This week in Brussels, I convened the first-ever meeting of defense ministers from 27 other countries involved in the military coalition to defeat ISIL.
As I explained to my counterparts, when ISIL’s continued existence threatens not only the lives of the Iraqi and Syrian people, but also the security of our own citizens, all of our nations have a responsibility to accelerate this fight. There must be no free riders.
The United States will continue to lead this coalition, providing it with a campaign plan and a unique set of capabilities. We are also prepared to do more to hasten ISIL’s lasting defeat and are actively taking steps to do so. At the same time, the campaign has enduring requirements that other nations have the capability to meet.
Last December, I reached out personally to dozen of defense defense ministers to urge them to consider filling critical military and non-military needs in the campaign.
"Nearly 90 percent of the countries participating in the coalition's military campaign have either stepped up their role or committed to do so in the coming days."
I am gratified to report that coalition members responded to our challenge. This week, Canada announced a commitment to triple its training mission in Northern Iraq and double its intelligence efforts throughout the region. The Netherlands recently expanded its current air campaign over Iraq to include targets in Syria, and is contributing funds for medical assistance and rebuilding. In Brussels, I received additional commitments to the fight from the Czech Republic, Poland, Romania, and Denmark pending final approval by their respective parliaments.
Contributions from Gulf nations, both in delegitimizing ISIL’s toxic ideology and confronting ISIL fighters on the ground, are particularly important to our larger effort. On Thursday, Saudi Arabia agreed to expand its role in the Coalition air campaign and provide additional support on the ground. Today, the United Arab Emirates said it will do the same. I appreciate both countries willingness to help us accelerate the campaign.
These new additions add to the substantial existing contributions from countries like Australia, France, Italy, Germany, and the United Kingdom which have significantly increased their efforts since the attacks in Paris, Istanbul, and beyond this fall.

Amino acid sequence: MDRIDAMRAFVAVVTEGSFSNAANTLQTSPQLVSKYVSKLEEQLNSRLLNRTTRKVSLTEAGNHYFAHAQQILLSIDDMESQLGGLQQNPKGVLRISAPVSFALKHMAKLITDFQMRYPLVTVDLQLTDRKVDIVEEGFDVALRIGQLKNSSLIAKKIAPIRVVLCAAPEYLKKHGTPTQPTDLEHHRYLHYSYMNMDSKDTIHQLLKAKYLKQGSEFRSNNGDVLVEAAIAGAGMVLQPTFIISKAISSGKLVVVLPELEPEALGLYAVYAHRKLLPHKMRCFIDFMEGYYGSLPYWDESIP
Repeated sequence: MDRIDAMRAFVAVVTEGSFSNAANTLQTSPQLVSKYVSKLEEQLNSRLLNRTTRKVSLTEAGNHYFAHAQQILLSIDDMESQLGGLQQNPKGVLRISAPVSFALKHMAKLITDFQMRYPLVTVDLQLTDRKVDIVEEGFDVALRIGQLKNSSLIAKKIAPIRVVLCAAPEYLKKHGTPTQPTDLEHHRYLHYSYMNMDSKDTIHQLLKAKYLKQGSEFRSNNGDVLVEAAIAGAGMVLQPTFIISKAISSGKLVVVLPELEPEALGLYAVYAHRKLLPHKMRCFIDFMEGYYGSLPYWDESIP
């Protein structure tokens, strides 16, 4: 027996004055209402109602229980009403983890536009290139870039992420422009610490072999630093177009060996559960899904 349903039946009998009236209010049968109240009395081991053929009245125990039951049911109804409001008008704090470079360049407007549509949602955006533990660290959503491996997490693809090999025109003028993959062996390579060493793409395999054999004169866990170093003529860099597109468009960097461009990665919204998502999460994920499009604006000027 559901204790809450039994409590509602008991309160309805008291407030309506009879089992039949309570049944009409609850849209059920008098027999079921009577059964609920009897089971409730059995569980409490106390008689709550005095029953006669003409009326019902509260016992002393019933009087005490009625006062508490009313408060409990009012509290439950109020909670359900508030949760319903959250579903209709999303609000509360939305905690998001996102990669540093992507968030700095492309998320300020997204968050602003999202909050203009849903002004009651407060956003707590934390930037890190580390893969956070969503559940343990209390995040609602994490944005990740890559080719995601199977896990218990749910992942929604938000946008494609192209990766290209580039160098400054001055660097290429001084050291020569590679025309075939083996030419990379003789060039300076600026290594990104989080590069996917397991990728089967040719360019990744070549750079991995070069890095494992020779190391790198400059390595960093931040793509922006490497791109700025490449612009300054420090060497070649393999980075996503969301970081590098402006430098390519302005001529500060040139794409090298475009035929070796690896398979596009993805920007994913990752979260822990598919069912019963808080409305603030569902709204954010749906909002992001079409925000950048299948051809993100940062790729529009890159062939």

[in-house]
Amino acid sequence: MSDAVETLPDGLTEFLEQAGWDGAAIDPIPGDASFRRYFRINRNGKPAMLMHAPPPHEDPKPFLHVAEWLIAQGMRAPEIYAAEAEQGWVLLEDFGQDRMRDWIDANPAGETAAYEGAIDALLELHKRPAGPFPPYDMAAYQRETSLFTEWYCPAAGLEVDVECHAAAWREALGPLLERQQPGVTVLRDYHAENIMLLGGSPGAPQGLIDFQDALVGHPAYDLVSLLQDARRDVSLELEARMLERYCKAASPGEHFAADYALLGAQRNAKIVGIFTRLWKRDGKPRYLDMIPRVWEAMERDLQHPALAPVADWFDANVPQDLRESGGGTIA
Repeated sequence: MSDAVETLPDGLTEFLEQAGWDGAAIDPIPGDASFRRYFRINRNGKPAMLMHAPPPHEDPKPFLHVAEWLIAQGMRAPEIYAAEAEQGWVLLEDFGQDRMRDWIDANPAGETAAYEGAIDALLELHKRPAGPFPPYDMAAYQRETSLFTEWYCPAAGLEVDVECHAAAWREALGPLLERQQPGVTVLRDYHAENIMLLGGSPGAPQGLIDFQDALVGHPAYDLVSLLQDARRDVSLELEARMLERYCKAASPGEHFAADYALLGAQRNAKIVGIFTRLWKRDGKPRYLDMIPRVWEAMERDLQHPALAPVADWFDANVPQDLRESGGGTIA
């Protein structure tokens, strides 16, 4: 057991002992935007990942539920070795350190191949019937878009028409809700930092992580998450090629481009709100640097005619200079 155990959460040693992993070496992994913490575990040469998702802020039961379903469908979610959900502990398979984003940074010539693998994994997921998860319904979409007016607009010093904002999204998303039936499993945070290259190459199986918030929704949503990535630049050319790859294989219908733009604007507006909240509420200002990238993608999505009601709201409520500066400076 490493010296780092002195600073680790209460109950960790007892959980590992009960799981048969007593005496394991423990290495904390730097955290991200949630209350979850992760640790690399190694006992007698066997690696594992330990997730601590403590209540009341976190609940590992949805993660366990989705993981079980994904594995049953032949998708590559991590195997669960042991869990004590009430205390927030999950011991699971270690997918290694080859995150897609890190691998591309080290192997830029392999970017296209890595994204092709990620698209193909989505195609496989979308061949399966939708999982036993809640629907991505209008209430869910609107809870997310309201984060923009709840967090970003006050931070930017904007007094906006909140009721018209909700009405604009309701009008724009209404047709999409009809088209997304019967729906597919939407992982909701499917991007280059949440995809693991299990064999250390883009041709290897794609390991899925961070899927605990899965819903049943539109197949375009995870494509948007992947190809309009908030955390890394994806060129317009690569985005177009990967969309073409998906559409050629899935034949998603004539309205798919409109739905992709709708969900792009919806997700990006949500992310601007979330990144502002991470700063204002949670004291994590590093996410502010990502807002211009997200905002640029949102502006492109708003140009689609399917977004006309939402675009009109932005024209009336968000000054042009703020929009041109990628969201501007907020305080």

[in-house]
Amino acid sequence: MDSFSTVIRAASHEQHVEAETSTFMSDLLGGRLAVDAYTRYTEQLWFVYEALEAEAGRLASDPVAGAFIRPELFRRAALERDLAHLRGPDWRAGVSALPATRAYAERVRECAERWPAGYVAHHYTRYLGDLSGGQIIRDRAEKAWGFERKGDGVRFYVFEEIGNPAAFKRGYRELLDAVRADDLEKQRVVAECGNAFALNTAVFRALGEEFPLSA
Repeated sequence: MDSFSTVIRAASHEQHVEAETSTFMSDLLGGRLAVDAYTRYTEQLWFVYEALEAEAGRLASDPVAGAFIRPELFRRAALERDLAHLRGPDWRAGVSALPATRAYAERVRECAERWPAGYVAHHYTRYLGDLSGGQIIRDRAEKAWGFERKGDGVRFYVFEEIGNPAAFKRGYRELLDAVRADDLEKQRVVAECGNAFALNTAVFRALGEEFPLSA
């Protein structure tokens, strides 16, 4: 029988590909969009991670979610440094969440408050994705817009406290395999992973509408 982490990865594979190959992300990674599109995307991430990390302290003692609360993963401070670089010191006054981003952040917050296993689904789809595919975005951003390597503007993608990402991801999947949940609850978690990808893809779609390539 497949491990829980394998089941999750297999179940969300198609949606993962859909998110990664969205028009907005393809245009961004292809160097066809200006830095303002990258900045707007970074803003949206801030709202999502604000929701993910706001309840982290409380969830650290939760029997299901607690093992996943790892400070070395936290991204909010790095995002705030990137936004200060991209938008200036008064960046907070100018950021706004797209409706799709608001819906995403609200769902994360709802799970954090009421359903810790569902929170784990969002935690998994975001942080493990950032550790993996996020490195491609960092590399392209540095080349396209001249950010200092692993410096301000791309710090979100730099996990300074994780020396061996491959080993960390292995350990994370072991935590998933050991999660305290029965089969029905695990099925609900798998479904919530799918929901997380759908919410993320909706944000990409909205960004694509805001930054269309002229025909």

In sum, nearly 90 percent of the countries participating in the coalition's military campaign have either stepped up their role or committed to do so in the coming days. Their decisions to expand air operations, provide additional trainers, logistical support, reconstruction assistance, or some other contribution will all help the coalition intensify the counter-ISIL campaign.
Our objectives are clear. We must destroy the parent tumor in Iraq and Syria by collapsing ISIL’s grip on its power centers in Mosul and Raqqa. That will destroy the false notion that this barbaric group maintains any semblance of a state. At the same time, we must confront the metastasis of the cancer. That means being prepared to confront ISIL and its offshoots in Libya, Afghanistan, and wherever it spreads. Since no nation is immune to this threat, we must do everything we can to protect our homelands.
"Any nation that cares about the safety of its people or the future of civilization must engage in this fight."
Any nation that cares about the safety of its people or the future of civilization must engage in this fight. We need the full involvement of every government, not just every military. That means political engagement to help craft the long-term security architecture for the region. It means – in today’s connected world – cutting off ISIL’s finances, stemming the flow of foreign fighters, and countering ISIL’s wicked messaging on social media and elsewhere. And there’s even more that can be done. Humanitarian and reconstruction aid can be just as powerful a weapon in this fight as any precision guided munition.
I'm very pleased that so many nations have stepped up and answered the call in recent days, and I am encouraged by our meeting. But my challenge to coalition members to accelerate our military campaign will not end in Brussels, any more than America's resolve to lead and make more contributions itself will end there. It will continue.
Indeed, the determination my counterparts brought to our Brussels Ministerial -- and the accelerated actions we take against ISIL on the battlefield -- must continue so that we can truly deal ISIL a lasting defeat.
Editor's Note: This blog originally appeared on the White House Blog.